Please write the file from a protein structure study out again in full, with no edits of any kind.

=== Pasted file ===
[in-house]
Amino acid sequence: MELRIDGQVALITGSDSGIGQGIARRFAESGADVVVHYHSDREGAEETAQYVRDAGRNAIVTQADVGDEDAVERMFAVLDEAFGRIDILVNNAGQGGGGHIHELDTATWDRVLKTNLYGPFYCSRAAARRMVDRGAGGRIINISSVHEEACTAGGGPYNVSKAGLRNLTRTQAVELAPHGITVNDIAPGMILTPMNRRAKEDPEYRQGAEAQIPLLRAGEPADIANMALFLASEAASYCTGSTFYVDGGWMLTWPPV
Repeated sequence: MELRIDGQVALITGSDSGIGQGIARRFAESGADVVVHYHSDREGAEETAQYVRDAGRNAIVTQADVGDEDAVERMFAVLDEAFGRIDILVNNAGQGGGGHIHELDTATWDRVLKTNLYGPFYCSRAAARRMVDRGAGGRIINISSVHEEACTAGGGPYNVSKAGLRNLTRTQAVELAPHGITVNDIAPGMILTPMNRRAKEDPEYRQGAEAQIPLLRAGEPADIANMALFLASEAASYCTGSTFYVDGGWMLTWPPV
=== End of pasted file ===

[in-house]
Amino acid sequence: MELRIDGQVALITGSDSGIGQGIARRFAESGADVVVHYHSDREGAEETAQYVRDAGRNAIVTQADVGDEDAVERMFAVLDEAFGRIDILVNNAGQGGGGHIHELDTATWDRVLKTNLYGPFYCSRAAARRMVDRGAGGRIINISSVHEEACTAGGGPYNVSKAGLRNLTRTQAVELAPHGITVNDIAPGMILTPMNRRAKEDPEYRQGAEAQIPLLRAGEPADIANMALFLASEAASYCTGSTFYVDGGWMLTWPPV
Repeated sequence: MELRIDGQVALITGSDSGIGQGIARRFAESGADVVVHYHSDREGAEETAQYVRDAGRNAIVTQADVGDEDAVERMFAVLDEAFGRIDILVNNAGQGGGGHIHELDTATWDRVLKTNLYGPFYCSRAAARRMVDRGAGGRIINISSVHEEACTAGGGPYNVSKAGLRNLTRTQAVELAPHGITVNDIAPGMILTPMNRRAKEDPEYRQGAEAQIPLLRAGEPADIANMALFLASEAASYCTGSTFYVDGGWMLTWPPV